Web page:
Raptor migration studies (Indonesia)

Monitoring raptor migration on Sangihe, North Sulawesi, Indonesia

The migration of raptors in the East Asian Flyway (in both Continental and Oceanic corridors) is still poorly understood, and the complex geography of the region makes studying it challenging. Only recently a handful of pilot studies highlighted how much remains to be learned.

Observation post on the island of Sangihe

At the southern end of the flyway within the vast Indonesian Archipelago, a system of island corridors leads to the heart of the zoogeographic subregion of Wallacea, which is believed to be the main wintering ground for several species of raptors from the eastern Palearctic. However, virtually no studies on raptor migration have been carried out in Wallacea, and only a handful of records are known. Hence, in order to gather information on the magnitude of the passage, spatial and temporal distribution, and routes followed by migrants in this part of the flyway, Natural Research and Hawk Mountain Sanctuary (USA) supported a pilot study by Francesco Germi and his team on the remote Indonesian island of Sangihe. Sangihe is located along a chain of “stepping-stone” islands between Mindanao (Philippines) and Sulawesi (Indonesia), and it is likely a major concentration and passage point to the wintering areas of Wallacea. Two full-season counts were carried out in Sangihe during spring and autumn 2007, in order to determine species and numbers using this oceanic corridor.

Flock of migrating Chinese sparrowhawks

Francesco's team study on Sangihe totaled over four months of field effort. In autumn only they recorded more than 230,000 migratory raptors of the following species:  Osprey Pandion haliaetus, Grey-faced Buzzard Butastur indicus, Chinese Sparrowhawk Accipiter soloensis, Japanese Sparrowhawk A. gularis, Harriers Circus sp., and Peregrine Falcon Falco peregrinus calidus. Chinese Sparrowhawk comprised approximately 98% of the flight, and these results and those from counts in other countries suggest that only a small percentage of this species global population overwinter west and north of Wallacea.

Francesco's team estimate that at least 400,000 raptors are streaming into Wallacea each autumn from the Continental and Oceanic Flyways combined. The raptor migration into the relatively small land area of eastern Indonesia has been unappreciated, and the count results raise a number of questions about the wintering ecology of the species concerned. Furthermore, the scarcity of winter records throughout Wallacea suggests either that observer coverage in the region is still very poor, or that a large proportion of the migrants are dispersing into remote and poorly surveyed areas possibly as far as New Guinea, or both.

Adult female Chinese sparrowhawk

A regional meteorological analysis was carried out to establish relationships between weather and migration timing and magnitude along this section of the Oceanic Flyway. Francesco has published the study results in a peer-reviewed journal (Germi et al. 2009). A local Indonesian naturalist, Wesley Pangimangen, has been trained in raptor migration count methods, and he is now fully involved with the project. Wesley has previous work experience on the island’s endemics, in collaboration with BirdLife Indonesia Programme and the World Bank. Additional fieldwork is urgently needed to determine the wintering range of this large number of raptors, and to develop strategies for their future conservation.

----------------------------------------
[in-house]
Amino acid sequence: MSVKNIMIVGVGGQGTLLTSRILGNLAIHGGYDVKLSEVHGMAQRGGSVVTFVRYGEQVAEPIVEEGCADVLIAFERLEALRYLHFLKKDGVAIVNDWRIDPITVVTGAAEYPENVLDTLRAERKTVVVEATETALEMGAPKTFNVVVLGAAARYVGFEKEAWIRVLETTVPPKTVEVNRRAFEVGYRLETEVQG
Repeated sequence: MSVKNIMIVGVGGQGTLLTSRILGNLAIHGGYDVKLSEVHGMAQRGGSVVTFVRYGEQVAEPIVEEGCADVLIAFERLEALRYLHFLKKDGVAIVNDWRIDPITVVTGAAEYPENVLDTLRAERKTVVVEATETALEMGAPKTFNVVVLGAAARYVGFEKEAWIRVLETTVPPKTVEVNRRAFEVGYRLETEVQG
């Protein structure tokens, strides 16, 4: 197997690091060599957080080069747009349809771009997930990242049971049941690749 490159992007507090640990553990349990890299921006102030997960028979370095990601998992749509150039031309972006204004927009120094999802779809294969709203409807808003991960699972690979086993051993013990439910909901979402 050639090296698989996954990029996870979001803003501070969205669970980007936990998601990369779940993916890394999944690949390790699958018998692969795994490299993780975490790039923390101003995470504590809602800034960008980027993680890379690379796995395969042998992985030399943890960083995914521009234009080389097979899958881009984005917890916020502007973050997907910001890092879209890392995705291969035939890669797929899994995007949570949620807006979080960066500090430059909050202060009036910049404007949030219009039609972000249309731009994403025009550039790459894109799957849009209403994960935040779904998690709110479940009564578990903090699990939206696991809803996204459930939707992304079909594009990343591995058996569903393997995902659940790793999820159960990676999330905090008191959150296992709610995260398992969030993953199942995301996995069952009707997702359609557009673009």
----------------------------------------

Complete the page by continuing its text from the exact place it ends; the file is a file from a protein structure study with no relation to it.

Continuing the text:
This project was managed by Francesco Germi.

Photos: F. Germi

Indonesian migration paper

Figure 1  Flyways_opt2.jpg
Direction of migrating raptors

Francesco Germi's latest paper on the migration of raptors in Indonesia has now been published.  It looks at the Indonesian section of a major migration route recognised as the East Asian Oceanic Flyway.

Results of observations started in Bali in 2004-2005 showed major raptor migration through Indonesia; from these results it was hypothesised that other routes in the archipelago, including the Oceanic Flyway, had been overlooked. The study discovered that a huge number of Chinese sparrowhawks migrated in this area, and they accounted for up to 98% of all migrating raptors.
In 2007 full season raptor surveys were carried out on Sangihe Island, where a correlation between wind pattern and numbers counted at the site was discovered. More migrants were counted during crosswind conditions in spring when their route takes them along closely spaced islands than during similar conditions in autumn, when they run the risk of being blown off course during longer over-water legs of their migration. Results reveal that major and previously unrecognized raptor migration movements occur between Mindanao (Philippines) and Sulawesi (Indonesia). The chain of steppingstone islands which includes Sangihe funnels a flight of at least 250,000 raptors, comprised overwhelmingly of Chinese sparrowhawk. This indicates that the East Asian Oceanic Flyway, and not the Continental Flyway as previously thought, is the main migration route of this species in eastern Indonesia, in both spring and autumn.
Furthermore, examination of results from this and other studies in the region indicates that at least seven raptor species continue southeastwards into Wallacea. It is thought that a large proportion of Chinese sparrowhawks also winters in remote areas of New Guinea, leading a nomadic lifestyle following seasonal food supplies.

Francesco's work was part funded by a grant from Natural Research.
Germi, F., Young, G.S., Salim, A., Pangimangen, W. and Schellekens, M. (2009). Over-ocean raptor migration in a monsoon regime: spring and autumn 2007 on Sangihe, North Sulawesi, Indonesia. Forktail 25: 104-116.

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